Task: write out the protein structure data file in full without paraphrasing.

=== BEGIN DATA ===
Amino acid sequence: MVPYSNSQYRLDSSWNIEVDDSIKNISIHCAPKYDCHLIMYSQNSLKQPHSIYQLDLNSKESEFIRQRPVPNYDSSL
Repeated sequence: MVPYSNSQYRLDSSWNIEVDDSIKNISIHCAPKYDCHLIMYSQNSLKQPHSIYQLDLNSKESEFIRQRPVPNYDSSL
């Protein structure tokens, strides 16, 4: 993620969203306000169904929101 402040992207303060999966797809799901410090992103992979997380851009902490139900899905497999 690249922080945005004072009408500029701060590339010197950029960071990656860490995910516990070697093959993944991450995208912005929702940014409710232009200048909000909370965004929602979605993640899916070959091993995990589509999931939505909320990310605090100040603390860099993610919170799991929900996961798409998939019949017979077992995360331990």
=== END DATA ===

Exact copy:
Amino acid sequence: MVPYSNSQYRLDSSWNIEVDDSIKNISIHCAPKYDCHLIMYSQNSLKQPHSIYQLDLNSKESEFIRQRPVPNYDSSL
Repeated sequence: MVPYSNSQYRLDSSWNIEVDDSIKNISIHCAPKYDCHLIMYSQNSLKQPHSIYQLDLNSKESEFIRQRPVPNYDSSL
């Protein structure tokens, strides 16, 4: 993620969203306000169904929101 402040992207303060999966797809799901410090992103992979997380851009902490139900899905497999 690249922080945005004072009408500029701060590339010197950029960071990656860490995910516990070697093959993944991450995208912005929702940014409710232009200048909000909370965004929602979605993640899916070959091993995990589509999931939505909320990310605090100040603390860099993610919170799991929900996961798409998939019949017979077992995360331990």